What are you doing to ensure that the media shifts focus to shine the spotlight on you and other wheelchair tennis stars?

Honestly I’m not doing much because I’m more focused on getting better as an athlete and I think with the goals that I want to achieve, they will be the ones that will give me a break into the media space and that’s what will raise the profile of wheelchair tennis and ultimately the other athletes involved.

Which female wheelchairs should we be looking out for?

Well, this is a tough one for me because there is currently not many of us. I’m still hopeful that a future star is yet to be produced.

How has life been for you over the past few months under Covid-19 lockdown?

Life has been tough and depressing but I had to hold it together mentally during these tough times. The most important thing is to come out of this pandemic with a healthy mind.

As this time has affected everyone and the plans that they had for the year, what were you looking forward to doing this year?

I was looking forward to winning a major tournament and at the Paralympics.

What are you still hoping to achieve in your career?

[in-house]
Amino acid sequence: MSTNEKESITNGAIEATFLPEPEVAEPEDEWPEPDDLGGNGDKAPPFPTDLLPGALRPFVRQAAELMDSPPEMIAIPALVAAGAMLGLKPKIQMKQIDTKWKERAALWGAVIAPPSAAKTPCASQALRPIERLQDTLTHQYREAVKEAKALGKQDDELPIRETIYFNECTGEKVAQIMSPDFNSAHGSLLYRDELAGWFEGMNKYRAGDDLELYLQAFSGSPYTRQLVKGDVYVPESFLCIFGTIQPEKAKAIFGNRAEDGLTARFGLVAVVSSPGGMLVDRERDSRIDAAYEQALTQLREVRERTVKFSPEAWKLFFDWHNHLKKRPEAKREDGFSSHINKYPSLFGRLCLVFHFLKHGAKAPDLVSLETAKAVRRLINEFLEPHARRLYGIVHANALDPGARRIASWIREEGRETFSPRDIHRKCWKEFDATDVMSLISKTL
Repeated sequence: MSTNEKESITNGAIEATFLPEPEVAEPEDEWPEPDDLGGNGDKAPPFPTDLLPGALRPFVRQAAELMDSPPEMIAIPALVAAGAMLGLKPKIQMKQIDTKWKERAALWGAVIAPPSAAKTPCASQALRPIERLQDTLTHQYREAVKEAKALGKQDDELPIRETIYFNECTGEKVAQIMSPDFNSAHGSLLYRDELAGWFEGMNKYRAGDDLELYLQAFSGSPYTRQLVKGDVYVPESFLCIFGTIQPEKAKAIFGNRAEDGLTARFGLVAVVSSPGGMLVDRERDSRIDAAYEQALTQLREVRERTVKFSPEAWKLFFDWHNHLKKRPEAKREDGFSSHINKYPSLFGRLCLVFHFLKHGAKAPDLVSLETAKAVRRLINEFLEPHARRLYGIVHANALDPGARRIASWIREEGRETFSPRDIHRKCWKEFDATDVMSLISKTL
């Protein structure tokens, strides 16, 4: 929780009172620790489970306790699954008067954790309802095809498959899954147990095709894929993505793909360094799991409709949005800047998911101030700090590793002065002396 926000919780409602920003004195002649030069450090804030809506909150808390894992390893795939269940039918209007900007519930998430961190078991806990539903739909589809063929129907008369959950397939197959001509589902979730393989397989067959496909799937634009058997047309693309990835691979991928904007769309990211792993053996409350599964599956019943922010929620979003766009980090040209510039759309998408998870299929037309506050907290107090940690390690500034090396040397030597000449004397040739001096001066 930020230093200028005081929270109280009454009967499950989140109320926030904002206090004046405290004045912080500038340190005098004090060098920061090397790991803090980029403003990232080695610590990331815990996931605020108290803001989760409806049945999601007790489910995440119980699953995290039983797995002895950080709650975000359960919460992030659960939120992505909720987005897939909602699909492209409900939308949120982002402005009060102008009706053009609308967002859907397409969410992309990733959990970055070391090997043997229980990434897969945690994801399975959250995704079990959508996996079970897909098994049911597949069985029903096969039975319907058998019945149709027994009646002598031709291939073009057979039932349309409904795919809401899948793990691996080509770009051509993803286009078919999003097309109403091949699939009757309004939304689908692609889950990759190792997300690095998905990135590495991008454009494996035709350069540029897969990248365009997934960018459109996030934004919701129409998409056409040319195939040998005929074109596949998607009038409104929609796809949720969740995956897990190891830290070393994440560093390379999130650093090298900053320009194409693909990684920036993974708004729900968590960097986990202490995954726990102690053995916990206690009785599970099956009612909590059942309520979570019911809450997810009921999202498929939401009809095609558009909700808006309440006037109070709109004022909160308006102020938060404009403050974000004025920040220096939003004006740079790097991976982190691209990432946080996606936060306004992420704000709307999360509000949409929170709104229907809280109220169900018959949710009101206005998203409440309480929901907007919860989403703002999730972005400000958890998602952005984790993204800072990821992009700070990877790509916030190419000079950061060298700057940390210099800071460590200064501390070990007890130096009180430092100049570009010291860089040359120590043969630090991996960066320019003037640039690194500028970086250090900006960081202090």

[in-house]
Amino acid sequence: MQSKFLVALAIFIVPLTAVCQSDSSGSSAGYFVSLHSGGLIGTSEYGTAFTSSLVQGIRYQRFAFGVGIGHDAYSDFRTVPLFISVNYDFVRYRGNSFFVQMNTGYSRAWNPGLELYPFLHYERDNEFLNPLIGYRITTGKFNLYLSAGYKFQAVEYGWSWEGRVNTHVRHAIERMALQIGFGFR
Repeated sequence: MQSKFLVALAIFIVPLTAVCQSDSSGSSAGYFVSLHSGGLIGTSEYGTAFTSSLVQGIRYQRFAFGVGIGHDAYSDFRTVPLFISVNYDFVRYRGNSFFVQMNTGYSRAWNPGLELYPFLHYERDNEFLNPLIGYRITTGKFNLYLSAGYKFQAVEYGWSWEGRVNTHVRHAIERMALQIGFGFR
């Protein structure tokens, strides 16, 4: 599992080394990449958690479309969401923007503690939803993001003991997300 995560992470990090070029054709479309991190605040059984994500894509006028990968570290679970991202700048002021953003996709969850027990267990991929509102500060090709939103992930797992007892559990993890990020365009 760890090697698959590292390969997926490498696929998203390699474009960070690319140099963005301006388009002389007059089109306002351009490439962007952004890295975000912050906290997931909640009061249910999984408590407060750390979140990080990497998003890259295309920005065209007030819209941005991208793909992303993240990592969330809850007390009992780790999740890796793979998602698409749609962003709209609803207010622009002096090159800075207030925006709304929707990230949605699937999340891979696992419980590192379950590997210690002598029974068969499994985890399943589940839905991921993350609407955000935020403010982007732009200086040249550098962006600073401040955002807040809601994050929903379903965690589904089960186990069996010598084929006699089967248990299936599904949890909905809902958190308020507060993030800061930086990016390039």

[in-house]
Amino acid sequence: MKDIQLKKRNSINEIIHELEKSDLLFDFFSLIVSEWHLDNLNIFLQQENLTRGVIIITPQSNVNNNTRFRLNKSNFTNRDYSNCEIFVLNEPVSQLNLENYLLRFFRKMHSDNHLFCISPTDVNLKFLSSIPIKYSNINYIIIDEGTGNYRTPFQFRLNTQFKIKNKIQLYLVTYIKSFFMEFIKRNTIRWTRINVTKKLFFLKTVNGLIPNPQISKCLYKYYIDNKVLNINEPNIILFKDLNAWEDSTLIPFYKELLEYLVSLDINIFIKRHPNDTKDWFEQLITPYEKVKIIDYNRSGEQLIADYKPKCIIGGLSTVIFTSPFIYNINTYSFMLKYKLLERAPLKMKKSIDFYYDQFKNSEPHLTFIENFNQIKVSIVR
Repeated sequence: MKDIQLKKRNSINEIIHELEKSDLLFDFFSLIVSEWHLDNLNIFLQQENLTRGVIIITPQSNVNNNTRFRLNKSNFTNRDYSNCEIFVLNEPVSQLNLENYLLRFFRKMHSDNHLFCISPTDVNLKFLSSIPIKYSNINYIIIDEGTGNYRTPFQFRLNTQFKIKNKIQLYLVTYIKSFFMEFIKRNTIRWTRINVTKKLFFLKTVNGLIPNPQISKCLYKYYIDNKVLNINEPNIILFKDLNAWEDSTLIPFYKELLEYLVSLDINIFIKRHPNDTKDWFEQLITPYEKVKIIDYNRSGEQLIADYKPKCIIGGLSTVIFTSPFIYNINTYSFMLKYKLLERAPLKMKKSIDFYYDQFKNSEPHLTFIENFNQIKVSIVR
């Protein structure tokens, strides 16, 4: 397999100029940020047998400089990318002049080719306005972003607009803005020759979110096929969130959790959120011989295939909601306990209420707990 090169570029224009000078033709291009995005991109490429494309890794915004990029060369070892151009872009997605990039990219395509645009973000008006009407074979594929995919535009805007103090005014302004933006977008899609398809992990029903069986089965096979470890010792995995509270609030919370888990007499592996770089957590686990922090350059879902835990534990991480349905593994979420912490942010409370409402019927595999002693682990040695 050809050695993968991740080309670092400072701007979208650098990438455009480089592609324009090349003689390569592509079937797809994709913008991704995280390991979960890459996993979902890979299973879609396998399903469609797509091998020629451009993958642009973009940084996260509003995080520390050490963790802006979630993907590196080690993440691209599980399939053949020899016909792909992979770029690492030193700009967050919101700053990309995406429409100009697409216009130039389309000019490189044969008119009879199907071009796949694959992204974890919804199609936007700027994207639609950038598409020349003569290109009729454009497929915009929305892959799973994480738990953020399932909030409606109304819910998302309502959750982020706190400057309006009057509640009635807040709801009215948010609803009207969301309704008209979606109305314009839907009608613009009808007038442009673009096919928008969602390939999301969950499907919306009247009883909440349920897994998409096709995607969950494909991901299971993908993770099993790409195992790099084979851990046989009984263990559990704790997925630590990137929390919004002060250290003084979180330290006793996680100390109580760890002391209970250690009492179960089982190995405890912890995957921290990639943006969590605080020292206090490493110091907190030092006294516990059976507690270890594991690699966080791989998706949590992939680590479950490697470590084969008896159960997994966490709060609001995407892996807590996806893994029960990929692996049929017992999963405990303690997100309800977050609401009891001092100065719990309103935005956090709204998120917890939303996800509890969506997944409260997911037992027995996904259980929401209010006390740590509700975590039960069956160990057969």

Definitely to win a major and top the rankings.

What advice would you share with young, up and coming female sports stars who are going through tough times and need the motivation to keep pushing?

Dreams don’t become reality through magic but through determination and hard work!

 

 

Photo 1 Caption: Four-time gsport award winner, Kgothatso Montjane, is the most decorated Sportswoman with a Disability awardee on the gsport stage and is hoping that her success will open doors for more female wheelchair tennis players. Photo: Supplied

Photo 2 Caption: She regards her close relationship with the initiative as one that has nurtured her to grow as an individual and athlete and given her the chance to be a role model for young women to look up to. Photo: Supplied

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  1. Kgothatso Montjane bags fifth Gsport Award | Rolling Inspiration - […] In the run up to the event, Gsport interviewed Montjane about her career and relationship to the news organisation.…